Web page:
Lady in Red

Although the current trend seems to be to employ a landscape gardener to create an instant garden for you in whatever style you or he/she deems fit, be it  fynbos or rocky succulent and of course a water-wise garden – it is somehow much more satisfying and interesting (although slower) to create one’s own garden from favourite cuttings, seeds and bulbs supplied by friends and relations, and plants from a range of nurseries – which together result in gardens that are constantly changing and producing unexpected and sometimes exotic blooms.

Sprekelia formosissima
Sprekelia formosissima

One such recently acquired exotic example in our predominantly indigenous garden, is the bulb Sprekelia formosissima, otherwise known by various names such as the St James lily, Maltese Cross lily or Aztec lily. A cousin in Johannesburg, who in turn was given a bulb by a friend in Zimbabwe, gave us a couple of bulbs earlier this year. Low and behold in August they produced amazing deep scarlet flowers whose petals form a shape similar to the insignia of the Spanish Knights of St James – hence its name. The bulb originates from Mexico and Guatemala and is believed to have been taken to Europe from South America by the Spanish in the 16th century.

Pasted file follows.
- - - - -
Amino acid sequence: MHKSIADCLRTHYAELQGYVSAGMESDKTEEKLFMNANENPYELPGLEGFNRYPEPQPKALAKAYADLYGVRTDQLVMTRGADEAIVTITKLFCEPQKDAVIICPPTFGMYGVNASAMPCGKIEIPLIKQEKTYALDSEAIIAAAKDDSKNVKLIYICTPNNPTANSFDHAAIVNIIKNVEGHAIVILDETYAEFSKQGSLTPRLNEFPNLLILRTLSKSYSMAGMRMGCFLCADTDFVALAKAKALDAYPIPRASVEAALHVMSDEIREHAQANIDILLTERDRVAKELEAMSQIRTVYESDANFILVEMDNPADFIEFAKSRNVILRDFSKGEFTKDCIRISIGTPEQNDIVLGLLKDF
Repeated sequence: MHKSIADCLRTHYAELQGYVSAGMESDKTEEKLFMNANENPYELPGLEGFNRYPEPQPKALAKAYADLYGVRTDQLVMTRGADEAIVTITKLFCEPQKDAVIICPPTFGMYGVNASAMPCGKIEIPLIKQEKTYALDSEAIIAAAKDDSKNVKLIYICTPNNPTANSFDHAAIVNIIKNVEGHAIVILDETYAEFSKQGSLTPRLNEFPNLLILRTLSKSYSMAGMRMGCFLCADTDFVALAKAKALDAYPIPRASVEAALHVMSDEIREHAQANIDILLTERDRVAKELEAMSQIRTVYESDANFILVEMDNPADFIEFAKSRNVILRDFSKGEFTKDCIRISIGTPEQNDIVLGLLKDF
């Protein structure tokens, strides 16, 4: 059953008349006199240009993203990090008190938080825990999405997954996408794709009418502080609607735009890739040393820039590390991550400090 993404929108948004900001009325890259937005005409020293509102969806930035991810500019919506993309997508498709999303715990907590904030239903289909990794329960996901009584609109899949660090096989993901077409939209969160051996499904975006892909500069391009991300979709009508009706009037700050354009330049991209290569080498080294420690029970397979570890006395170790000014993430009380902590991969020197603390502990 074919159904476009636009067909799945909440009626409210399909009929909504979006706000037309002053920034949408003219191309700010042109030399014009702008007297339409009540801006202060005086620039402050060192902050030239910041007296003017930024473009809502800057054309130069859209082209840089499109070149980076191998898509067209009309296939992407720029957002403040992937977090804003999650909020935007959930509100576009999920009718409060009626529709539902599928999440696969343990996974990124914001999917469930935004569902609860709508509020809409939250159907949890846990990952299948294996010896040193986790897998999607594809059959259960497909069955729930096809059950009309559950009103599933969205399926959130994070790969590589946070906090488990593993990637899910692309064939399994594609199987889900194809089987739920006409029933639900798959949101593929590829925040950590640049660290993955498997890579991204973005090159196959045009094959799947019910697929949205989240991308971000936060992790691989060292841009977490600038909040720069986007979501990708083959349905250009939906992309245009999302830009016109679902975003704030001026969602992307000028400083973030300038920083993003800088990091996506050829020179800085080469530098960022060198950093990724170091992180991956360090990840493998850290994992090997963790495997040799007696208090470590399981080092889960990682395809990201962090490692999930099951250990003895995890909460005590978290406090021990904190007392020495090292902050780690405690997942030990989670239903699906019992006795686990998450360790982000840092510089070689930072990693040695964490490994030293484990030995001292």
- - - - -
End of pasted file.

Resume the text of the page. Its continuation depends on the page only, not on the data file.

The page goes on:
It was originally known as the Amaryllis formosissima but in 1758 the noted Swedish botanist Carl Linnaeus received a specimen from a German lawyer and botanist, JH von Sprekelsen, and renamed the bulb in his honour. Formosissima means ‘the most beautiful’ in Latin – not surprising when one sees the flowers. Plant naming is another topic I find endlessly fascinating and rather touching that 250 years later Herr von Sprekelsen is remembered by this beautiful flower – which Hadeco aptly calls ‘Lady in Red’.

When the bulbs flowered at the end of August, I thought that was that for this season, but to my delight both plants are, at the beginning of October, producing another flower each – who knows how many more they have in store? The bulbs grow best in semi-shade and are also good container plants.

Contributor: Leonie Twentyman-Jones

Photos: Margaret Richards